Now, there are also improvements that deserve to be underlined. In line with the Marine Strategy Framework Directive, the Commission particularly appreciates Malta's efforts in cooperating with other member states to ensure the good environmental status of marine waters. Also, progress has been made on ecosystem assessment and accounting analysis of the pressures on terrestrial, freshwater and marine ecosystems. I also welcome the reform granting free public transport to Malta's citizens.


An agreement establishing a Mediterranean Green Energy Hub was recently reached at the Med9 summit held in Malta last month. How important could this be in terms of the Green Deal?

It's a very important moment for Europe.

REPowerEU is a Mediterranean success story. It is clear that our member states in the region not only accepted the challenge to diversify away from Russian gas, but rose to the occasion.

Last year, LNG terminals in EU Mediterranean countries enabled the transport of gas from routes other than Russia to the neighbouring countries. This past year we have also seen a record deployment of renewables in the region and a strengthening in the relations with countries like Algeria, Egypt and Morocco. And it doesn't stop there: new interconnector projects are being set up, such as EuroAsia electricity Interconnector undersea cable and the ELMED Interconnector, connecting Italy and Tunisia, to name a few.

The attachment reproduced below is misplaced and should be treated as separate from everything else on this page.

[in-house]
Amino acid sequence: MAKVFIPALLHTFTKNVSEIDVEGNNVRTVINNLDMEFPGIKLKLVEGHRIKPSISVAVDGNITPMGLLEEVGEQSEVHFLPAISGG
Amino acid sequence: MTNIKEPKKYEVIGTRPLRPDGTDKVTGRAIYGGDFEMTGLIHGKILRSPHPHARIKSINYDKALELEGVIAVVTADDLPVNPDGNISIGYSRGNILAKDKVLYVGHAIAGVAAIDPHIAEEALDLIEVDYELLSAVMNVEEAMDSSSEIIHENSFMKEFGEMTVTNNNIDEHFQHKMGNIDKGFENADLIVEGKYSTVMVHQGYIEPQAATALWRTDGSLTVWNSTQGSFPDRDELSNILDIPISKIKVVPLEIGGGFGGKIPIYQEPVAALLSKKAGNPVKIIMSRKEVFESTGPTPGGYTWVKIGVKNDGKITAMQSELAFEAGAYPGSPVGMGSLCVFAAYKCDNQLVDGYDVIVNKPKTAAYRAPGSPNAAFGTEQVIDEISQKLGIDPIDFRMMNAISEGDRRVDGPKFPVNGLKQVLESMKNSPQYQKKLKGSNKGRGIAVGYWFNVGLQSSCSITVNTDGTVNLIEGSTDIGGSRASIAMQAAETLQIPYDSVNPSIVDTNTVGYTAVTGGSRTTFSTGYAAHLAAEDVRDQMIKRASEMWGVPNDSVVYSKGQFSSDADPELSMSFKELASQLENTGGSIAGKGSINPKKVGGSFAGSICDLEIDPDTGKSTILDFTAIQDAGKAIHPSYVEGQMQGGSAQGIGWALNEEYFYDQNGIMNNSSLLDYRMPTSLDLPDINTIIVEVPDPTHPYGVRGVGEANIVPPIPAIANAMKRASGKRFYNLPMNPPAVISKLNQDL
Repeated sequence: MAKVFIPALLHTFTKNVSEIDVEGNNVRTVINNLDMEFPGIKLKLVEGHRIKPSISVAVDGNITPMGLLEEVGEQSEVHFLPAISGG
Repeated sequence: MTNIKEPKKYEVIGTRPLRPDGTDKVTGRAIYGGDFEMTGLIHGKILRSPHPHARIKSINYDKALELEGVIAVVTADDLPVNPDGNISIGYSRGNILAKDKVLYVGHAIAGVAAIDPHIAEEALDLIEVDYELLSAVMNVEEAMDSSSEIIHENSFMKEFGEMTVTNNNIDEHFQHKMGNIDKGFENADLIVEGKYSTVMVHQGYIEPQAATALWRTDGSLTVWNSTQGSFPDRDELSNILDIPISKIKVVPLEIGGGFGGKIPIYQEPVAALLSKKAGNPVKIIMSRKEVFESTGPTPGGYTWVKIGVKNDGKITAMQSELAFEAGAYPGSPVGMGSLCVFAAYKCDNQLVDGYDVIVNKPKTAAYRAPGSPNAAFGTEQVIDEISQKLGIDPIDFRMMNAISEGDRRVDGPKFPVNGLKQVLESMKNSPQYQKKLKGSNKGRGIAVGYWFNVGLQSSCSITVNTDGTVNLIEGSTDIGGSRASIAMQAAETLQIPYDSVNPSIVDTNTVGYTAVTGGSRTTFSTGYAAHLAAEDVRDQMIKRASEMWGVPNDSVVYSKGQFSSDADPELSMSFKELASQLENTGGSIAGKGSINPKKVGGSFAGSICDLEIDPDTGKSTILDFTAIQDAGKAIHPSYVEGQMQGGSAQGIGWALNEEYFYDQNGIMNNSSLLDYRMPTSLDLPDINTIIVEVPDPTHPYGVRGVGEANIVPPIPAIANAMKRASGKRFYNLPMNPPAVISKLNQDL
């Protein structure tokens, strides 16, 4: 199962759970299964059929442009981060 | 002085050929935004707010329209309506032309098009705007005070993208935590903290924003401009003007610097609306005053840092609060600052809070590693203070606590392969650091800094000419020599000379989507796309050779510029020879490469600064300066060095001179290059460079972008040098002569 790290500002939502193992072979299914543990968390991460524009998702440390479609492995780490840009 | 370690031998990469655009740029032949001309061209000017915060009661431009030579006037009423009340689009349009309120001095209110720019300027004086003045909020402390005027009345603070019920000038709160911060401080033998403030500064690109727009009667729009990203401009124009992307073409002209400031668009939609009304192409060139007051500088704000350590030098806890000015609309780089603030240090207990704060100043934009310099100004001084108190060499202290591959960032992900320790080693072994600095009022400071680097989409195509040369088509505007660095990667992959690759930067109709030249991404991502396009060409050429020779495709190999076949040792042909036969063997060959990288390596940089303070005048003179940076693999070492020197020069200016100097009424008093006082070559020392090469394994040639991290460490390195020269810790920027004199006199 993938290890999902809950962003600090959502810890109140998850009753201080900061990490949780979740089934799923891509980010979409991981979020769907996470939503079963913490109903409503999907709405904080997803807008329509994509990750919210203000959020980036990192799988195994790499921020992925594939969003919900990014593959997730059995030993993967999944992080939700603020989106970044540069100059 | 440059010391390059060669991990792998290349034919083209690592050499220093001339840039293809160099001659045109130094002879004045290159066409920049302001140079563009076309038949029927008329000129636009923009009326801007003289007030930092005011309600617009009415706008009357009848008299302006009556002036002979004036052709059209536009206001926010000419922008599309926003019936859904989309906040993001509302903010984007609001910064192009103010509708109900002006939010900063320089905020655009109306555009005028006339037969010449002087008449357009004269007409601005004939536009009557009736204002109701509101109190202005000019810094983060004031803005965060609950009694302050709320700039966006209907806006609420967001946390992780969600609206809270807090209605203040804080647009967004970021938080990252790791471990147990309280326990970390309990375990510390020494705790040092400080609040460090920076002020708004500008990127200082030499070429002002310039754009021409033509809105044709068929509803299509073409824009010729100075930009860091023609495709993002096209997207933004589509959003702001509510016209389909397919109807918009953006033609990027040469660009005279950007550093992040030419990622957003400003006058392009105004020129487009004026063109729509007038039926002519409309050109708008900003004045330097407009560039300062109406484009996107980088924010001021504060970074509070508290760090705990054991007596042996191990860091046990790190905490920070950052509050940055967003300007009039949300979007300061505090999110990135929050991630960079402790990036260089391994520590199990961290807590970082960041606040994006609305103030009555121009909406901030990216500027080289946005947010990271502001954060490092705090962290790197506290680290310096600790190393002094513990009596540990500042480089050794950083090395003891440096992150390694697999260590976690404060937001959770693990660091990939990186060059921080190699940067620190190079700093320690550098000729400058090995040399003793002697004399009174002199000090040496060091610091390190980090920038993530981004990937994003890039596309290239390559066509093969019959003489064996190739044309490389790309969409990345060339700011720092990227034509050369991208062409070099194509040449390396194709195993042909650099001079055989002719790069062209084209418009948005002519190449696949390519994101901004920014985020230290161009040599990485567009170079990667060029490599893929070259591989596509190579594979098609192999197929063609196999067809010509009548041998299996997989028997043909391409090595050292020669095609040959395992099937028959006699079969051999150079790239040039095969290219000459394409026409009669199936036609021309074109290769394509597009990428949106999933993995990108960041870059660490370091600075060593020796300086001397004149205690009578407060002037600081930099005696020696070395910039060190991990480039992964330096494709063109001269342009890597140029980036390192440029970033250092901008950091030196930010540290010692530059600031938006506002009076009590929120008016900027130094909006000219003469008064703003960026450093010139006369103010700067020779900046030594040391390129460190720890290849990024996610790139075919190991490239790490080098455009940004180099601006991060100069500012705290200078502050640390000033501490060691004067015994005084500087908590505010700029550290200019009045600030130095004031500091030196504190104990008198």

We are working with member states on plans for hydrogen corridors in the EU, namely one from the southwest, via the Iberian peninsula.

By stepping up renewable capacity in the region, the Mediterranean can become a major green hydrogen hub, exporting excess energy to other parts of Europe, including in the form of ammonia.

The EU and Mediterranean partner countries share common energy transition and climate challenges.

The Mediterranean is a region that is faced with droughts and heat waves which will only intensify in the future.

Renewables can play an important role in cushioning their impacts. For example, impacts of droughts can be counter-balanced on reduced hydropower yields, while solar floating can protect water reservoirs.

The Mediterranean Sea also counts with very high potential for floating wind. So it is crystal clear that this is a key component to reach and complement our Green Deal goals.


Do you feel that there needs to be more collaboration with countries in North Africa, perhaps in areas such as renewable energy, in order to further the European - and more global - climate goals?

Absolutely, there is great potential there and in fact it's already happening quite intensively.

For example with Tunisia: The biggest area for investment we see is energy. Tunisia is looking to harness its tremendous potential for renewable energy and the European Union needs reliable energy suppliers of clean energy as we are electrifying our entire economy. Thus, we need to invest in our infrastructure so that Tunisia can export clean energy to Europe. An important milestone in this journey is the ELMED interconnector, an undersea electricity cable linking Tunisia to Italy. The European Union is investing more than €300m in the ELMED interconnector and  we are working on a Memorandum of Understanding on renewables with Tunisia.